Originating from diverse Caribbean hubs around the globe, including Bronx, New York; Miami, Florida; and Carolina, Puerto Rico, artists in New Earth presented counter-canon narratives that rewrote linear storytelling. Chicago-based artist Joelle Mercedes infused metaphorical concepts within objects often found in intimate domestic spaces as a method of coping. Through an assortment of food, water and references to animals found in the Dominican Republic and its Diaspora, viewers were engulfed by the water-worlds he constructed in order to demonstrate the transience of our natural world. Cordova’s post-industrial fantasies present in the video series “Echoes of a Tumbling Throne,” exhibited psychedelic interpretations of Santeria’s orishas, colonial voyages, mutant robotics, and taxidermy. Her sculptures used forms like plastic corals as sites for imagining ourselves outside our current biological orders, allowing viewers to ruminate on issues surrounding climate change and environmental decay. Jacquelyn Guerrero’s installation “Que Bonita Bandera” presented a multi-color flag hung above a sacred mound of sand, glitter, and shells. The hand-stiched sequin evil eye on the flag signified a yearning for protection from colonial powers in the Caribbean.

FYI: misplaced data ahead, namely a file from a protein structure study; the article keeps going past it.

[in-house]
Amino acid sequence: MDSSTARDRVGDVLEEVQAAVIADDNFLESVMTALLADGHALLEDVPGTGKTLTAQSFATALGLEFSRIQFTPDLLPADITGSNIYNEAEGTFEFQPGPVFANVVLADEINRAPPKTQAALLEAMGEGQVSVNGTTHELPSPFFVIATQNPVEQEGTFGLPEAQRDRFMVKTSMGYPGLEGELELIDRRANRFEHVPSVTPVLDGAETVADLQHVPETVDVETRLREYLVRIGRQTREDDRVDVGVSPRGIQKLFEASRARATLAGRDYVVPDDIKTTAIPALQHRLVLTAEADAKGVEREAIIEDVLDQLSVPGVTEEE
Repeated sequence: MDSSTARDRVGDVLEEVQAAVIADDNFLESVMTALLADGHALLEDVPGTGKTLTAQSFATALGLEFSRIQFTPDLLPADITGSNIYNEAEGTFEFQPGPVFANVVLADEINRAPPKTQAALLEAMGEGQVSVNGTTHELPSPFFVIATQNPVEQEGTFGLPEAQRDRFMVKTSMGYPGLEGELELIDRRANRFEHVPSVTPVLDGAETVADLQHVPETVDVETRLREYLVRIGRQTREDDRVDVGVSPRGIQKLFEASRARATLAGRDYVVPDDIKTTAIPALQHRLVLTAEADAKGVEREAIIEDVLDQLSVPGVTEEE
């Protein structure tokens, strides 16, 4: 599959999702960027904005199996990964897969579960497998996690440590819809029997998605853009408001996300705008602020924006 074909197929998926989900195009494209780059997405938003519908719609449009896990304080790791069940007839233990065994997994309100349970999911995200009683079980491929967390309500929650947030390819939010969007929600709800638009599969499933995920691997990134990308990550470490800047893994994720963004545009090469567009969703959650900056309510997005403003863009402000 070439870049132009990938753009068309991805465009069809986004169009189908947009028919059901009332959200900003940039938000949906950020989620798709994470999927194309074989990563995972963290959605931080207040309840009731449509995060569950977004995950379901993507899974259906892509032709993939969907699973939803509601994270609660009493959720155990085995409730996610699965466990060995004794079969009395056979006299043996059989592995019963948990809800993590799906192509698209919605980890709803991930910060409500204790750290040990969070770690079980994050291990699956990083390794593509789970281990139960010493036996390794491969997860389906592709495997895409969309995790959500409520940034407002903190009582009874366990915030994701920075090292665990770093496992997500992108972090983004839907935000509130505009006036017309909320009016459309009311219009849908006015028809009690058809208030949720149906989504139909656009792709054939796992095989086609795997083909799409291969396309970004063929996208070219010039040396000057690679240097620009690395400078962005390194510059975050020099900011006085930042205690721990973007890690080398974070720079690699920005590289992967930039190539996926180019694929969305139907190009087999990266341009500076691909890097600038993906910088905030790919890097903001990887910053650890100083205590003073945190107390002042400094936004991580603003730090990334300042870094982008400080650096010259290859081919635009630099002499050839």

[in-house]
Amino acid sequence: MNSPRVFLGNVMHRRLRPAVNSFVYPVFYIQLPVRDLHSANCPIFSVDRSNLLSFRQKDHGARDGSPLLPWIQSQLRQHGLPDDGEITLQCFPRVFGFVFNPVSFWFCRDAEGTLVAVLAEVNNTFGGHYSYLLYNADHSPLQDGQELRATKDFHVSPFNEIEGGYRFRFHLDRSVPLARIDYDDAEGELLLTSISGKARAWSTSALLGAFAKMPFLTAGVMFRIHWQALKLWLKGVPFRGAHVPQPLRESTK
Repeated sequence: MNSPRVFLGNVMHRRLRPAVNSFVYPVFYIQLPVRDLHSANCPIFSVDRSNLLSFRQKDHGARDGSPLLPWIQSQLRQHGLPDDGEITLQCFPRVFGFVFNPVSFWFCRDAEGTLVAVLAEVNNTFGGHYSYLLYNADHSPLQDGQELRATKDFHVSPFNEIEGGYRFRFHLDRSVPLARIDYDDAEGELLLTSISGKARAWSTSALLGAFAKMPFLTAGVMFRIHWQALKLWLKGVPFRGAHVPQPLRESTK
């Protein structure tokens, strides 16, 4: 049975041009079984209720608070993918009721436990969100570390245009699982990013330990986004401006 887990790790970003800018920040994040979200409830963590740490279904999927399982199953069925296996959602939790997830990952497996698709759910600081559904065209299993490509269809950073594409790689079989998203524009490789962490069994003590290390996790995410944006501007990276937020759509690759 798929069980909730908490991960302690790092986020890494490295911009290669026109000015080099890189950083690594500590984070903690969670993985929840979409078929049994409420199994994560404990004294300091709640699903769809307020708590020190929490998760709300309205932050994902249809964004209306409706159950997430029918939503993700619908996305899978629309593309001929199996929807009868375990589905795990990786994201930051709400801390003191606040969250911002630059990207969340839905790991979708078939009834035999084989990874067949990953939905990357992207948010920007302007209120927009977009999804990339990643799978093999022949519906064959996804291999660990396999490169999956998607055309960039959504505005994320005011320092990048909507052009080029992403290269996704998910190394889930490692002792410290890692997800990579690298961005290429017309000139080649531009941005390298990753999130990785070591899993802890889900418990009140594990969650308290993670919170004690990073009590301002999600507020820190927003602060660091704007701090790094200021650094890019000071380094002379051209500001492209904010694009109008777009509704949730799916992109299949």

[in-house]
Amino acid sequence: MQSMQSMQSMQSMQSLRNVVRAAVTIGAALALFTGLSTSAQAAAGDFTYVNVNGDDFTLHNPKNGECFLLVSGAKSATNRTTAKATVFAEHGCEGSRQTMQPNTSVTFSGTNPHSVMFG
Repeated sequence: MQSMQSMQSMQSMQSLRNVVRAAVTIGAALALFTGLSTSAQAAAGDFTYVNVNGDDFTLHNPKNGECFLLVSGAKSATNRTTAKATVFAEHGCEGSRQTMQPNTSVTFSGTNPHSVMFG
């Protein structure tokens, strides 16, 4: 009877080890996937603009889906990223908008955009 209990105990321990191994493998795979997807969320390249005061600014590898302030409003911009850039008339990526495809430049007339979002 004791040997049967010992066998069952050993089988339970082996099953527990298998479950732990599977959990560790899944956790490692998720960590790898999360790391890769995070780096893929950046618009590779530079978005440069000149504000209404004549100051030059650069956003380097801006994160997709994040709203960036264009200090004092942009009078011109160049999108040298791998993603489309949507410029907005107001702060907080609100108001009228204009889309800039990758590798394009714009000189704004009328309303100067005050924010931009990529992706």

Together, all three sound and installation artists uncovered the complexities of Caribbean heritage by way of ornate installations involving the natural elements. They boldly re-imagined colonial narratives to form a new cultural mythology that tap into natural cycles of rebirth, death, and transformation.